Finding coefficient of friction and the mass

1. The problem statement, all variables and given/known data
Ben pushes a box along a floor against a constant force of friction. When Ben pushes with a horizontal force of 75N the acceleration of the box is 0.5 m/s/s; when he increases the force to 81N the acceleration is 0.75m/s/s.


2. Relevant equations

Find the mass of the box and the coefficient of friction between the box and the floor.


3. The attempt at a solution

i used the formula ma = uk*mg and that allows to cancel out mass and get a/g = uk
with that i get .051 but i really dont think that is right im not really sure where the 2 different accelerations and forces come into play...
 

LowlyPion

Homework Helper
3,055
4
1. The problem statement, all variables and given/known data
Ben pushes a box along a floor against a constant force of friction. When Ben pushes with a horizontal force of 75N the acceleration of the box is 0.5 m/s/s; when he increases the force to 81N the acceleration is 0.75m/s/s.


2. Relevant equations

Find the mass of the box and the coefficient of friction between the box and the floor.


3. The attempt at a solution

i used the formula ma = uk*mg and that allows to cancel out mass and get a/g = uk
with that i get .051 but i really dont think that is right im not really sure where the 2 different accelerations and forces come into play...
Welcome to PF.

You are pushing with a constant force. Where does that force go to?

Write an equation for how the 75N is used up.
 
well not really sure what your saying by that but with uk*F = m i can get the mass but im really not sure how to use the 75N to first get uk or the mass.... thats what im missing
 

rock.freak667

Homework Helper
6,232
27
So we know that Fnetmanet.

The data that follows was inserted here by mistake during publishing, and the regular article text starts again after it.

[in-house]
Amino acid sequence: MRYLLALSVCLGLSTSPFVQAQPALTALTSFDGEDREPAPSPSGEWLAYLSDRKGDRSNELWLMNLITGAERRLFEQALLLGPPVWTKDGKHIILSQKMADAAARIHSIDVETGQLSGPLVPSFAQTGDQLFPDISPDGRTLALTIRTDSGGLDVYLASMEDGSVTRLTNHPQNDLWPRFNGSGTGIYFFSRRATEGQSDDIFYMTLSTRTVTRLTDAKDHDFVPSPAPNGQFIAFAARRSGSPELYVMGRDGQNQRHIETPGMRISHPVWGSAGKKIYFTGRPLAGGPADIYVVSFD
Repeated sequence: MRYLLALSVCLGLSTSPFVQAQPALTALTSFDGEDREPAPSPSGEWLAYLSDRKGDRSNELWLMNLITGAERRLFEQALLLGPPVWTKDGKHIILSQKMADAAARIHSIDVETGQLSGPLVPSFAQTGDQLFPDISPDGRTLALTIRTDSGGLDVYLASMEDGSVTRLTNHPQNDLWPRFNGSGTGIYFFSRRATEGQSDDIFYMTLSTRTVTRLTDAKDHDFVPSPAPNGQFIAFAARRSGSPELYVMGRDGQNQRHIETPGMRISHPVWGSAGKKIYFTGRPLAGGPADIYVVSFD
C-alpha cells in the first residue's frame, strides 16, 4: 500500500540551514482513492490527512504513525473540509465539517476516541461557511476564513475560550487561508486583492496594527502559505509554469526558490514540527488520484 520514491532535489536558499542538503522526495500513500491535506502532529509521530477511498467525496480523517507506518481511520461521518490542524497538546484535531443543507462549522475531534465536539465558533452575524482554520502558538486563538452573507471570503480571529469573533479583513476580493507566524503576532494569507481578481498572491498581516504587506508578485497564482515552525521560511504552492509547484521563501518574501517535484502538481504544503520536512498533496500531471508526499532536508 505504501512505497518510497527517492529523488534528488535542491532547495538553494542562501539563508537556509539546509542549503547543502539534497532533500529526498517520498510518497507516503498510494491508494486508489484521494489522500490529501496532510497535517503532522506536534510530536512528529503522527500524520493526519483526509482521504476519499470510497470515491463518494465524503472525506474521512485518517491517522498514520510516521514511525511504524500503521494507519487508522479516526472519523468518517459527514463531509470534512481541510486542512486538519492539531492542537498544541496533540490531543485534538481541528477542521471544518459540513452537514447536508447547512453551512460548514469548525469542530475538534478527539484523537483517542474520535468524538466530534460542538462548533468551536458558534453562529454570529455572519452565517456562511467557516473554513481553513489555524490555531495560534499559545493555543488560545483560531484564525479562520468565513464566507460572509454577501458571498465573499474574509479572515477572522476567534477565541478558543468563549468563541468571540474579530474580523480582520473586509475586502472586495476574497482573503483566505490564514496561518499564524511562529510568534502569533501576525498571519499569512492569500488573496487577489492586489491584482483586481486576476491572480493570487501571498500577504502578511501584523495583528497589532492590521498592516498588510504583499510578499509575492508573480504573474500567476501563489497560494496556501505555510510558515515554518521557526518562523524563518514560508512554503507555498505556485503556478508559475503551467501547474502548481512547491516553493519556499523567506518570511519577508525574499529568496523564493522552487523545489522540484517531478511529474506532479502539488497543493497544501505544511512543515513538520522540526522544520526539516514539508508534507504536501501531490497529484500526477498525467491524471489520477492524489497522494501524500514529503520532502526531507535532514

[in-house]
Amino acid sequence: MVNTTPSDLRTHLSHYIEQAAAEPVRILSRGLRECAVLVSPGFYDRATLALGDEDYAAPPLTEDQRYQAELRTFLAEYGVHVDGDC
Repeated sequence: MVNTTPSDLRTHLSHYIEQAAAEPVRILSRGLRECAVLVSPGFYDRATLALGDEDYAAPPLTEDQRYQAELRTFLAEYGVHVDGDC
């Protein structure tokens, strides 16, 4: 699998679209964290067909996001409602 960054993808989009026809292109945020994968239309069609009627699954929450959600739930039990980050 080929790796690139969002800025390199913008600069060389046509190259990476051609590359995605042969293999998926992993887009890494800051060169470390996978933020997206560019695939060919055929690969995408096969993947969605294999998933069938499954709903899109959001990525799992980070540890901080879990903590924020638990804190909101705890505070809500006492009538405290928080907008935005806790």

If the horizontal force is F' and the force of friction is F, then the net force is given by

Fnet=F'-F
so that manet=F'-F

In the question you are given that the horizontal force is 75N and the net acceleration is 0.5ms-2. You can now form one equation. Use the other information given to form the other equation.

You will now have two equations in m and F, solve for the two of them. You can now get the coefficient of friction.
 
yea thanks that is the basic step for the formula with that i was able to get :

m*a = F - Ff
F(75) - Ff = m*a(.5)
F(81) - Ff = m*a(.75)

so from there: (using Ff)

m*a(.5) + F(75) = F(81) + m*a(.75)

that really dosn't seem to fit a lot of the formulas make sence to me but i just feel like im missing something!
 

rock.freak667

Homework Helper
6,232
27
yea thanks that is the basic step for the formula with that i was able to get :

m*a = F - Ff
F(75) - Ff = m*a(.5)....1
F(81) - Ff = m*a(.75)...2

so from there: (using Ff)

m*a(.5) + F(75) = F(81) + m*a(.75)

that really dosn't seem to fit a lot of the formulas make sence to me but i just feel like im missing something!
F(75)=75,F(81)=81, a(0.5)=0.5, a(.75)=0.75

Subtracting 1 from 2

F(81)-F(75)=ma(0.75)-m(0.5)
=> 81-75=0.75m-0.5m

Solve for m
 
yay dumb algebra on my part! the coefficient of friction is no problem.....surprisingly =)

thanks to u who are spending their time helpin so much, personaly i get most of it i just need a few points in the right direction!
 

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